19 October 2007

Psychological Bases of Conservatism


I came across a citation to an article* addressing the political-psychological bases of conservatism that I think is quite revealing. Here are the concluding paragraphs:

"What Have We Learned?

Understanding the psychological underpinnings of conservatism has for centuries posed a challenge for historians, philosophers, and social scientists. By now, hundreds of empirical investigations have been carried out worldwide, and at least three types of theories have been offered to explicate the psychological bases of conservative and right-wing ideologies. Our contribution here has been to review and summarize this work and to integrate it within the ambitious and broad framework of motivated social cognition. In doing so, we have drawn a number of conclusions, which should be made explicit in order to better understand the various ways in which political conservatism may be thought of as a form of motivated social cognition.

An important conclusion that follows from our analysis is that political attitudes and beliefs possess a strong motivational basis. Conservative ideologies, like virtually all other belief systems, are adopted in part because they satisfy various psychological needs. To say that ideological belief systems have a strong motivational basis is not to say that they are unprincipled, unwarranted, or unresponsive to reason or evidence. Although the (partial) causes of ideological beliefs may be motivational, the reasons (and rationalizations) whereby individuals justify those beliefs to themselves and others are assessed according to informational criteria.

Many different theoretical accounts of conservatism over the past 50 years have stressed motivational underpinnings, but they have identified different needs as critical. Our review brings these diverse accounts together for the first time. Variables significantly associated with conservatism, we now know, include fear and aggression, dogmatism and intolerance of ambiguity, uncertainty avoidance, need for cognitive closure, personal need for structure, terror management, group-based dominance, and system justification. From our perspective, these psychological factors are capable of contributing to the adoption of conservative ideological contents, either independently or in combination.

The socially constructed nature of human belief systems makes it unlikely that a complete explanation of conservative ideology could ever be provided in terms of a single motivational syndrome. Ideologies, like other social representations, may be thought of as possessing a core and a periphery, and each may be fueled by separate motivational concerns. The most that can be expected of a general psychological analysis is for it to partially explain the core of political conservatism because the peripheral aspects are by definition highly protean and driven by historically changing, local contexts.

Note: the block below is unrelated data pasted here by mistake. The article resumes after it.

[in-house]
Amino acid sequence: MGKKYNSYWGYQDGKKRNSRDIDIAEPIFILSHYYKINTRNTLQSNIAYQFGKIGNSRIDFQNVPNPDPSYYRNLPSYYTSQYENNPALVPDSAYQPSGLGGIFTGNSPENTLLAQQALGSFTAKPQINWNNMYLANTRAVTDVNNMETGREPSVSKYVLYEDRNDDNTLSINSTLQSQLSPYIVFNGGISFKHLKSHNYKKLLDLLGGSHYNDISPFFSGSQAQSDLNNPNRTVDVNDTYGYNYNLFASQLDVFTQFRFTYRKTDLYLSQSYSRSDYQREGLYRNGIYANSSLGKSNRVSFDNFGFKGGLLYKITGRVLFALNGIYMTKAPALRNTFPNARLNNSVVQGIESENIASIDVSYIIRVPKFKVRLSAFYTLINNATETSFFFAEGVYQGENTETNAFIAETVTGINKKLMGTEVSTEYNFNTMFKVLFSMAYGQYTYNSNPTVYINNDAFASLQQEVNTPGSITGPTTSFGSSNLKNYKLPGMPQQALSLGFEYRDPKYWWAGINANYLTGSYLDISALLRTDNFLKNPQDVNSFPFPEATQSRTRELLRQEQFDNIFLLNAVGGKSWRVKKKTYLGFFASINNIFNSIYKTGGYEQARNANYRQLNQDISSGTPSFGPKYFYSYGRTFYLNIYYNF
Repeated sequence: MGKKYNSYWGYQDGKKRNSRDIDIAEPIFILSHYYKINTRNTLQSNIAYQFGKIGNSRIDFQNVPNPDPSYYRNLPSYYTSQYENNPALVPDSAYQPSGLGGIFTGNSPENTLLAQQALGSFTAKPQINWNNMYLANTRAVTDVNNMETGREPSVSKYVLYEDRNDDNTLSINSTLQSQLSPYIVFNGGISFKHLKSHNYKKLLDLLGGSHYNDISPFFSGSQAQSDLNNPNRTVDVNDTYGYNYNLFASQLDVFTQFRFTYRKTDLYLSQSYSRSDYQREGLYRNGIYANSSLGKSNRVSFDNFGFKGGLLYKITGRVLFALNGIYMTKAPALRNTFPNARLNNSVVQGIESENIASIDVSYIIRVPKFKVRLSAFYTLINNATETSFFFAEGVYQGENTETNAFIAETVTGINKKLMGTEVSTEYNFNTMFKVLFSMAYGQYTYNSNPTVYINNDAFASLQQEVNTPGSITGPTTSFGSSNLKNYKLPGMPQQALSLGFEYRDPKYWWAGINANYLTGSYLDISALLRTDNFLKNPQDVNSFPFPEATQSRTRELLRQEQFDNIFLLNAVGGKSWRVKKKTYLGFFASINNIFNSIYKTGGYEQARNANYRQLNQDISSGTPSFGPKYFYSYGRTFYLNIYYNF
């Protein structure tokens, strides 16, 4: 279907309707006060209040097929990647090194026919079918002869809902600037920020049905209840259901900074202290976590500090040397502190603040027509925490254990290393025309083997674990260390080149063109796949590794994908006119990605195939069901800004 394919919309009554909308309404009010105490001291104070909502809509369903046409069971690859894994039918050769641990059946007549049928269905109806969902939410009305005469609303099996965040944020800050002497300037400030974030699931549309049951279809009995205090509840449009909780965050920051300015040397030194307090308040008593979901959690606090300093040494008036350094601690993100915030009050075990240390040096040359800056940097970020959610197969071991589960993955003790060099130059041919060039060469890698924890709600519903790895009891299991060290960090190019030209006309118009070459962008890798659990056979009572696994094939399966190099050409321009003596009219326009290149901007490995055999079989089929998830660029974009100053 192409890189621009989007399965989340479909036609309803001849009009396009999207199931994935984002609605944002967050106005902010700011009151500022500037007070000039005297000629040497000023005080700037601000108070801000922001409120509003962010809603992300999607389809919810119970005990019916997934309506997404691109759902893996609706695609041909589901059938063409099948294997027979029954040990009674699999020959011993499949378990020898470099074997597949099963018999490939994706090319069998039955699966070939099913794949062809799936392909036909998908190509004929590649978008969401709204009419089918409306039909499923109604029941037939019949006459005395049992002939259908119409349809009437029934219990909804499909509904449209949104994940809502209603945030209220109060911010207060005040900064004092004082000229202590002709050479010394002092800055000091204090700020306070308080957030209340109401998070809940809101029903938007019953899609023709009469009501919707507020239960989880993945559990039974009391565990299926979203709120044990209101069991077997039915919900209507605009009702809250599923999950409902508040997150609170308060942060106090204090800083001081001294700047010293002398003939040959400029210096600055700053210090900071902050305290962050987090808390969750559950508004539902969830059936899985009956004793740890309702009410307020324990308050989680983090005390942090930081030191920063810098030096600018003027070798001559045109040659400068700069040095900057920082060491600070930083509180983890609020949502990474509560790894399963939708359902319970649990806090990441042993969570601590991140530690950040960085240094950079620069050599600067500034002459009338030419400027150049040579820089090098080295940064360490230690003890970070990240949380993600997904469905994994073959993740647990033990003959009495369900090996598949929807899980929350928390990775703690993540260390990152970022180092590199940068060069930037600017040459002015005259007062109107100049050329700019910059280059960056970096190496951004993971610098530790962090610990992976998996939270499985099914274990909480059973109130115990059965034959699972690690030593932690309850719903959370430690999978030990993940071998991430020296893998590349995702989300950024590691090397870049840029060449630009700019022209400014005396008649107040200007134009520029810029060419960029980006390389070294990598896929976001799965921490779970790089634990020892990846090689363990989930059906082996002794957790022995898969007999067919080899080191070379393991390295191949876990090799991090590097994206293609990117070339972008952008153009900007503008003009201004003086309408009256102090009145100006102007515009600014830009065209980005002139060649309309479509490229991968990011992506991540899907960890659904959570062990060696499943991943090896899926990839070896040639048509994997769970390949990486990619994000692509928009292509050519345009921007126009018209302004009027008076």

We regard political conservatism as an ideological belief system that is significantly (but not completely) related to motivational concerns having to do with the psychological management of uncertainty and fear. Specifically, the avoidance of uncertainty (and the striving for certainty) may be particularly tied to one core dimension of conservative thought, resistance to change. Similarly, concerns with fear and threat may be linked to the second core dimension of conservatism, endorsement of inequality. Although resistance to change and support for inequality are conceptually distinguishable, we have argued that they are psychologically interrelated, in part because motives pertaining to uncertainty and threat are interrelated."


~~~~~~~~~~
The authors review the findings of 88 studies ranging across a dozen countries and half a century. Their "meta-analysis" is insightful and useful. The grounds of conservative political leanings turn out to not just reflect internal proclivities but to be thoroughly situational or circumstantial. Conservatism on this view seems a way that certain sorts of people respond to social conditions they perceive as uncertain or threatening. That said, I want to call attention to the passage I've highlighted.

This paper helps me understand why I so often find it remarkably difficult to figure out what conservatives want or why they think the way they do. It suggests too that progressives, if they hope to appeal to large constituencies, must find ways of addressing conditions that make people feel insecure and fearful. In particular, it seems to me that this research supports the view of Roberto Unger (on which I've posted before) that progressives need to distance themselves from the notion that social and political change must be tied to and result from crisis.
__________

* T. Jost, et. al. 2003. "Conservatism as Motivated Social Cognition," Psychological Bulletin 129(3): 339-75.

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8 Comments:

Blogger stanco said...

Having grown up the sole minority in a white neighborhood, I have never had a problem figuring out how conservatives think.

That's the easy part.

20 October, 2007 00:26  
Anonymous Anonymous said...

There is very little there that doesn't also apply to the Left. Or are you suggesting the Right is all irrational, fear based, insecure etc and the Left is all rational, balanced, and self aware? Are you now going to start suggesting the Left is more psychologically evolved?

You really are treading on strange ground, seemingly trying to construct a self-justifying mythos.

If you want a better ie more balanced understanding, you need to consult some psychology as it applies to the Left - there's plenty of it.

20 October, 2007 05:11  
Anonymous Anonymous said...